The Flawed European Remedy to Bayer-Monsanto Deal


By Allen Grunes and Maurice Stucke

Farmers in the United States have been battered for years by the rising costs of seeds and chemicals. It looks like things are only going to get worse. There were news reports last week that the U.S. Justice Department has reached an “agreement in principle” to give the green light to Bayer AG’s acquisition of rival Monsanto Co.

Bayer is the second largest supplier of pesticides worldwide, and is an important global seed company. Monsanto is the world’s largest supplier of seeds and sells the world’s most used pesticide. The combination of these two giants would violate U.S. antitrust laws on multiple counts.

The two companies have reached an agreement on remedies with the European Commission. The European remedy allows the acquisition to proceed with Bayer divesting overlapping assets and transferring “digital farming” technology. Subject to commission approval, German chemical giant BASF will acquire the divestitures and technology.

The details of the “agreement in principle” between Bayer, Monsanto and the Justice Department are not public. It is a safe bet, however, that the Justice Department is poised to sign on to the European deal, perhaps with a few tweaks. Even so, the Bayer-Monsanto transaction is likely to harm U.S. farmers. This is true regardless of what sweeteners the companies have decided to throw in to secure Justice Department approval.

In January and February of this year, a coalition of farm groups polled nearly 1,000 full-time U.S. farmers in 48 states. Over 90 percent of the farmers surveyed were concerned about Bayer acquiring Monsanto. What were some of the top concerns? The poll showed the farmers believe the acquisition would result in even higher seed prices, less innovation in seeds and chemicals, and fewer seed varieties.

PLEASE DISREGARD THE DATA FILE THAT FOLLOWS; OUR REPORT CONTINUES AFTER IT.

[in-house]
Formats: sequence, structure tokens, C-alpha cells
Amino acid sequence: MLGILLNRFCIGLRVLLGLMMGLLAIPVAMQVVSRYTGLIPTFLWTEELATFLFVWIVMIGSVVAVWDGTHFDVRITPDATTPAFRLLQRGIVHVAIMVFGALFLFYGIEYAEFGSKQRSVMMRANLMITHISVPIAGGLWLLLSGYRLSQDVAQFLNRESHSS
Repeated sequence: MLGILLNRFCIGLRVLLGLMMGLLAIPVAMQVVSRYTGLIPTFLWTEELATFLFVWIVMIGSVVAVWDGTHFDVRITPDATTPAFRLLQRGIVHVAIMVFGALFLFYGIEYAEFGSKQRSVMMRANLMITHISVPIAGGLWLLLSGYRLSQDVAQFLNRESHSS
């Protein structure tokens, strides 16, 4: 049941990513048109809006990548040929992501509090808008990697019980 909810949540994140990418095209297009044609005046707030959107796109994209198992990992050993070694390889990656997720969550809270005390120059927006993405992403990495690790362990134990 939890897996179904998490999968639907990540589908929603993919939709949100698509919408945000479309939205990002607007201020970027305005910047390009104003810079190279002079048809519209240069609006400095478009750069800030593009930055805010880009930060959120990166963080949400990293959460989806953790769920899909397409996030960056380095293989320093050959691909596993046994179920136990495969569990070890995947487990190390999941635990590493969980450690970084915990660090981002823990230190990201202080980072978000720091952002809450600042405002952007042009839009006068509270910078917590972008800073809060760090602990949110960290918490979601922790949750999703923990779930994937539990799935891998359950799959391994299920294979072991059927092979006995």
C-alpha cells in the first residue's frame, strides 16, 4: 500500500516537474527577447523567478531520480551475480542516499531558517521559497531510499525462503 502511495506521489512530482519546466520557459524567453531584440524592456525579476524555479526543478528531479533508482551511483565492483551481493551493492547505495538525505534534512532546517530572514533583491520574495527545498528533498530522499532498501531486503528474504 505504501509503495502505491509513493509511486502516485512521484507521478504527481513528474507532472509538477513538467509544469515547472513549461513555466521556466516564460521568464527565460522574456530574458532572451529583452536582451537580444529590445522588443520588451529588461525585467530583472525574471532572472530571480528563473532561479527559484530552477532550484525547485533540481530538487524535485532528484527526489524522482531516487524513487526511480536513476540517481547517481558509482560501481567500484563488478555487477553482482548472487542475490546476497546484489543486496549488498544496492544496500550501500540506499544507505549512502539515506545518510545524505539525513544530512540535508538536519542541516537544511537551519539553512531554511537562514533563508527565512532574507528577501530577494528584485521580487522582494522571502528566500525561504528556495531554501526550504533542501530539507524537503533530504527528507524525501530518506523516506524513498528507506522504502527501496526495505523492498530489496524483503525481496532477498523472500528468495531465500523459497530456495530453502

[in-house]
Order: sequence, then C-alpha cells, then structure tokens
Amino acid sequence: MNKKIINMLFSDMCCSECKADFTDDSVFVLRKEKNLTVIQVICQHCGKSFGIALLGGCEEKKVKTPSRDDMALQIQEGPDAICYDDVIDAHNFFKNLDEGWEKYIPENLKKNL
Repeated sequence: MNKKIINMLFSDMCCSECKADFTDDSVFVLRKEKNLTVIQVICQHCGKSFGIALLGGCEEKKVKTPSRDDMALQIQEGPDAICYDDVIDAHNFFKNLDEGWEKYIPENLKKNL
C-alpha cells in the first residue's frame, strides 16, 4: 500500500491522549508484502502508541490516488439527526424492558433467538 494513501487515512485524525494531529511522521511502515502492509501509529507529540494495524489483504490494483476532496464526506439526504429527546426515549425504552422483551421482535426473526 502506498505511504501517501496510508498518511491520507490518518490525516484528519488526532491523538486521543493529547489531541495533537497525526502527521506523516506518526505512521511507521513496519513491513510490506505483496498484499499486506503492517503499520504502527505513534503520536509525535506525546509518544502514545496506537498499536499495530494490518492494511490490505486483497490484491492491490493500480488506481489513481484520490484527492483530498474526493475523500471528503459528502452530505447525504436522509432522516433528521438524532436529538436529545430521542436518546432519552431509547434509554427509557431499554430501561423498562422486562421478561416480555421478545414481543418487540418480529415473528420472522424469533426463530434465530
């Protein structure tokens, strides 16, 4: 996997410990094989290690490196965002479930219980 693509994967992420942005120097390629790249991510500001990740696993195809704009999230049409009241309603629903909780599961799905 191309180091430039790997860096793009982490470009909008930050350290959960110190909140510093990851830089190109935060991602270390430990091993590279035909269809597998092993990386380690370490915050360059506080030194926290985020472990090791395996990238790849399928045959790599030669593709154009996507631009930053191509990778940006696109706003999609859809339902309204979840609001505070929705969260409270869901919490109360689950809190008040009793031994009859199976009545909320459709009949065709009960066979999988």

Major differences between European and U.S. agricultural and economic systems highlight three big weaknesses in the proposed European remedy, regardless of how it is tweaked. These three weaknesses reflect the concerns of U.S. farmers in the poll. That is not surprising, as U.S. farmers have seen this movie before.

Higher Seed Prices: Europe has a “common agricultural policy,” which was created during a time when Europe was unable to meet most of its own food needs, and designed to encourage farmers to produce food by guaranteeing farmers’ income. The majority of European farmers currently receive billions of Euros in annual direct government payments. This means that European farmers have potential protection from price increases resulting from the Bayer-Monsanto transaction. If European farmers have less reason to worry about seed price increases, so does the European Commission. By contrast, farmers in the U.S. are not shielded by government protectionism. One cannot expect Bayer’s deal with the European Commission to protect U.S. farmers from higher seed prices.